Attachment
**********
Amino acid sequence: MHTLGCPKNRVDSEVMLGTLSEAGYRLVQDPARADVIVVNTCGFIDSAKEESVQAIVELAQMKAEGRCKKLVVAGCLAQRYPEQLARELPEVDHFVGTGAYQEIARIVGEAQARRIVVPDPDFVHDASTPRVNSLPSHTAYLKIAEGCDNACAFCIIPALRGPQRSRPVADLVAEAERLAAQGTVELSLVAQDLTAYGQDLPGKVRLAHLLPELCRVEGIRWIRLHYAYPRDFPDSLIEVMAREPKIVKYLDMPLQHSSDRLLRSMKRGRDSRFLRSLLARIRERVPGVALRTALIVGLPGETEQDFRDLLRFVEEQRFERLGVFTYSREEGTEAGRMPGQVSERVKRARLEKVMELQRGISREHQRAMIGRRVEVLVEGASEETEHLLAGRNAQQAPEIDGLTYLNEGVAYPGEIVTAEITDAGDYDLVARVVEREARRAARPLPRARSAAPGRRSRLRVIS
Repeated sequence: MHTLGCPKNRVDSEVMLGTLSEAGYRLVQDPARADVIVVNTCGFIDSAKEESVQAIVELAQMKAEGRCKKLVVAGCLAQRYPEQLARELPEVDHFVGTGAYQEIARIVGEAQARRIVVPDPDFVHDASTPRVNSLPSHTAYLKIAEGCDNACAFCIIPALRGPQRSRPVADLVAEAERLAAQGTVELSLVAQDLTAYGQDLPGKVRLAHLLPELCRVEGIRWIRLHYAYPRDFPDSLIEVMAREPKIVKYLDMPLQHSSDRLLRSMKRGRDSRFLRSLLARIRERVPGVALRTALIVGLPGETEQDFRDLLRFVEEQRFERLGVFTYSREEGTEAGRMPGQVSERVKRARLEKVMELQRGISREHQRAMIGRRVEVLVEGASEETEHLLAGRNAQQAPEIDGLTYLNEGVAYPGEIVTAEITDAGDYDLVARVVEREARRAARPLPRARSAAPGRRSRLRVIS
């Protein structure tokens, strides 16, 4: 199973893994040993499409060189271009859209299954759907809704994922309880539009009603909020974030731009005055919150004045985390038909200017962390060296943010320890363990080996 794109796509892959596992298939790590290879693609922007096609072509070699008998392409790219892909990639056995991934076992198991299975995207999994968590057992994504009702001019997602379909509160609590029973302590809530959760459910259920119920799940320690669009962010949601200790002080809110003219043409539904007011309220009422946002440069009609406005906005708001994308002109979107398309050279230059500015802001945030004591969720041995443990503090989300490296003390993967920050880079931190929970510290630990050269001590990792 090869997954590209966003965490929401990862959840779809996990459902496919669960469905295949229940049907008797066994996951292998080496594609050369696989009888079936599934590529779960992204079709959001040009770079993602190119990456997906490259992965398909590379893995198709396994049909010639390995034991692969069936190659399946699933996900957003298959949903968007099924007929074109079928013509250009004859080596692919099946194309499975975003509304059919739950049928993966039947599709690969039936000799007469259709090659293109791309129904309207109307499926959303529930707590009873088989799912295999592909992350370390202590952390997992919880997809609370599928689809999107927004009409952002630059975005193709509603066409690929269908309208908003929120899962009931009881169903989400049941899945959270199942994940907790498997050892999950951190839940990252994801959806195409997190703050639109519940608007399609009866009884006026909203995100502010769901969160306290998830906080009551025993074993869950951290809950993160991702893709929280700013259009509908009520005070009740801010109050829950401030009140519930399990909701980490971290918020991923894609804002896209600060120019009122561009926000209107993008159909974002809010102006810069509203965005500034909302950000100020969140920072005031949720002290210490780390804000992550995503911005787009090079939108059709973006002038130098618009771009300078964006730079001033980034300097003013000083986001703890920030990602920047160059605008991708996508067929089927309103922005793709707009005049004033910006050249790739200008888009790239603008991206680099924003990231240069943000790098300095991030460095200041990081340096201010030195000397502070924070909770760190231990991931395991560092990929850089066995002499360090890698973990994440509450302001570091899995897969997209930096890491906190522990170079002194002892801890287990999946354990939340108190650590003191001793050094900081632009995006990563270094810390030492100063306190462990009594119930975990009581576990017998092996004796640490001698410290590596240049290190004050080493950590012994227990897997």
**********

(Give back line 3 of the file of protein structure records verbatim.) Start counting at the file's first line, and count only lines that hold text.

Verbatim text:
């Protein structure tokens, strides 16, 4: 199973893994040993499409060189271009859209299954759907809704994922309880539009009603909020974030731009005055919150004045985390038909200017962390060296943010320890363990080996 794109796509892959596992298939790590290879693609922007096609072509070699008998392409790219892909990639056995991934076992198991299975995207999994968590057992994504009702001019997602379909509160609590029973302590809530959760459910259920119920799940320690669009962010949601200790002080809110003219043409539904007011309220009422946002440069009609406005906005708001994308002109979107398309050279230059500015802001945030004591969720041995443990503090989300490296003390993967920050880079931190929970510290630990050269001590990792 090869997954590209966003965490929401990862959840779809996990459902496919669960469905295949229940049907008797066994996951292998080496594609050369696989009888079936599934590529779960992204079709959001040009770079993602190119990456997906490259992965398909590379893995198709396994049909010639390995034991692969069936190659399946699933996900957003298959949903968007099924007929074109079928013509250009004859080596692919099946194309499975975003509304059919739950049928993966039947599709690969039936000799007469259709090659293109791309129904309207109307499926959303529930707590009873088989799912295999592909992350370390202590952390997992919880997809609370599928689809999107927004009409952002630059975005193709509603066409690929269908309208908003929120899962009931009881169903989400049941899945959270199942994940907790498997050892999950951190839940990252994801959806195409997190703050639109519940608007399609009866009884006026909203995100502010769901969160306290998830906080009551025993074993869950951290809950993160991702893709929280700013259009509908009520005070009740801010109050829950401030009140519930399990909701980490971290918020991923894609804002896209600060120019009122561009926000209107993008159909974002809010102006810069509203965005500034909302950000100020969140920072005031949720002290210490780390804000992550995503911005787009090079939108059709973006002038130098618009771009300078964006730079001033980034300097003013000083986001703890920030990602920047160059605008991708996508067929089927309103922005793709707009005049004033910006050249790739200008888009790239603008991206680099924003990231240069943000790098300095991030460095200041990081340096201010030195000397502070924070909770760190231990991931395991560092990929850089066995002499360090890698973990994440509450302001570091899995897969997209930096890491906190522990170079002194002892801890287990999946354990939340108190650590003191001793050094900081632009995006990563270094810390030492100063306190462990009594119930975990009581576990017998092996004796640490001698410290590596240049290190004050080493950590012994227990897997």